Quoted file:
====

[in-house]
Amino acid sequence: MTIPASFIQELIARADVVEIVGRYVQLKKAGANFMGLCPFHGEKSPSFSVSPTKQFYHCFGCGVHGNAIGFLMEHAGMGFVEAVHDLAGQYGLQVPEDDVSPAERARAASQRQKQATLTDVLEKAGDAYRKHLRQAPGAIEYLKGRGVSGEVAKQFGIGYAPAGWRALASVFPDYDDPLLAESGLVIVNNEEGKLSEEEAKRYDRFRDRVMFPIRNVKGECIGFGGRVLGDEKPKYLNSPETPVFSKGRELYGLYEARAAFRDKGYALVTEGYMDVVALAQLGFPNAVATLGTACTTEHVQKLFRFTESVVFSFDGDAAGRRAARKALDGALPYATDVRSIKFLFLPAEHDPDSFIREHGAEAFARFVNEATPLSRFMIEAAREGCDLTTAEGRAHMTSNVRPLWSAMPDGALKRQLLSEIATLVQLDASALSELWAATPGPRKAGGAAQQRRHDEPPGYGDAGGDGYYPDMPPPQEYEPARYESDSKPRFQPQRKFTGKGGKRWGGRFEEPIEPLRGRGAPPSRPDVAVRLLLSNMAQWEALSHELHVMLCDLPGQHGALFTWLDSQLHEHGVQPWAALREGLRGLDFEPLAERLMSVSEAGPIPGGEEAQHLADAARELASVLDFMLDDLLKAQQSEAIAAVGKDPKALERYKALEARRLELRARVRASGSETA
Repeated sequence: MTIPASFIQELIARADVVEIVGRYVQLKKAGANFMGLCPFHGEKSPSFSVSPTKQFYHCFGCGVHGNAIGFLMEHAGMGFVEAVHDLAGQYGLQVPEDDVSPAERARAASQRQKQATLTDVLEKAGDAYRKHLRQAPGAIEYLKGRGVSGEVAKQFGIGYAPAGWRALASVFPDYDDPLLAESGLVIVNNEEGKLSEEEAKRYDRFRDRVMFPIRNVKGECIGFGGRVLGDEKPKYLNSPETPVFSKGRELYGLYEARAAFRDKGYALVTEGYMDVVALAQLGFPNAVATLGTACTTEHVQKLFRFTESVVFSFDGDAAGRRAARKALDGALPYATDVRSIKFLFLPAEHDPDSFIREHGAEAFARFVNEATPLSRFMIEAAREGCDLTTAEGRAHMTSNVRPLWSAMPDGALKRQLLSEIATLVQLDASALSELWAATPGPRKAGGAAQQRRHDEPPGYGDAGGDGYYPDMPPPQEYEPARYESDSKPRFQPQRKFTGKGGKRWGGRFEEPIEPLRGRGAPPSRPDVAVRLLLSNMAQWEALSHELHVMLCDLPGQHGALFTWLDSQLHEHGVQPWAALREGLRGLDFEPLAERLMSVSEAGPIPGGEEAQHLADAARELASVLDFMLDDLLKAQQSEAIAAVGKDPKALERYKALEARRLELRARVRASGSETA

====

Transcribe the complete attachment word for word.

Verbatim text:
[in-house]
Amino acid sequence: MTIPASFIQELIARADVVEIVGRYVQLKKAGANFMGLCPFHGEKSPSFSVSPTKQFYHCFGCGVHGNAIGFLMEHAGMGFVEAVHDLAGQYGLQVPEDDVSPAERARAASQRQKQATLTDVLEKAGDAYRKHLRQAPGAIEYLKGRGVSGEVAKQFGIGYAPAGWRALASVFPDYDDPLLAESGLVIVNNEEGKLSEEEAKRYDRFRDRVMFPIRNVKGECIGFGGRVLGDEKPKYLNSPETPVFSKGRELYGLYEARAAFRDKGYALVTEGYMDVVALAQLGFPNAVATLGTACTTEHVQKLFRFTESVVFSFDGDAAGRRAARKALDGALPYATDVRSIKFLFLPAEHDPDSFIREHGAEAFARFVNEATPLSRFMIEAAREGCDLTTAEGRAHMTSNVRPLWSAMPDGALKRQLLSEIATLVQLDASALSELWAATPGPRKAGGAAQQRRHDEPPGYGDAGGDGYYPDMPPPQEYEPARYESDSKPRFQPQRKFTGKGGKRWGGRFEEPIEPLRGRGAPPSRPDVAVRLLLSNMAQWEALSHELHVMLCDLPGQHGALFTWLDSQLHEHGVQPWAALREGLRGLDFEPLAERLMSVSEAGPIPGGEEAQHLADAARELASVLDFMLDDLLKAQQSEAIAAVGKDPKALERYKALEARRLELRARVRASGSETA
Repeated sequence: MTIPASFIQELIARADVVEIVGRYVQLKKAGANFMGLCPFHGEKSPSFSVSPTKQFYHCFGCGVHGNAIGFLMEHAGMGFVEAVHDLAGQYGLQVPEDDVSPAERARAASQRQKQATLTDVLEKAGDAYRKHLRQAPGAIEYLKGRGVSGEVAKQFGIGYAPAGWRALASVFPDYDDPLLAESGLVIVNNEEGKLSEEEAKRYDRFRDRVMFPIRNVKGECIGFGGRVLGDEKPKYLNSPETPVFSKGRELYGLYEARAAFRDKGYALVTEGYMDVVALAQLGFPNAVATLGTACTTEHVQKLFRFTESVVFSFDGDAAGRRAARKALDGALPYATDVRSIKFLFLPAEHDPDSFIREHGAEAFARFVNEATPLSRFMIEAAREGCDLTTAEGRAHMTSNVRPLWSAMPDGALKRQLLSEIATLVQLDASALSELWAATPGPRKAGGAAQQRRHDEPPGYGDAGGDGYYPDMPPPQEYEPARYESDSKPRFQPQRKFTGKGGKRWGGRFEEPIEPLRGRGAPPSRPDVAVRLLLSNMAQWEALSHELHVMLCDLPGQHGALFTWLDSQLHEHGVQPWAALREGLRGLDFEPLAERLMSVSEAGPIPGGEEAQHLADAARELASVLDFMLDDLLKAQQSEAIAAVGKDPKALERYKALEARRLELRARVRASGSETA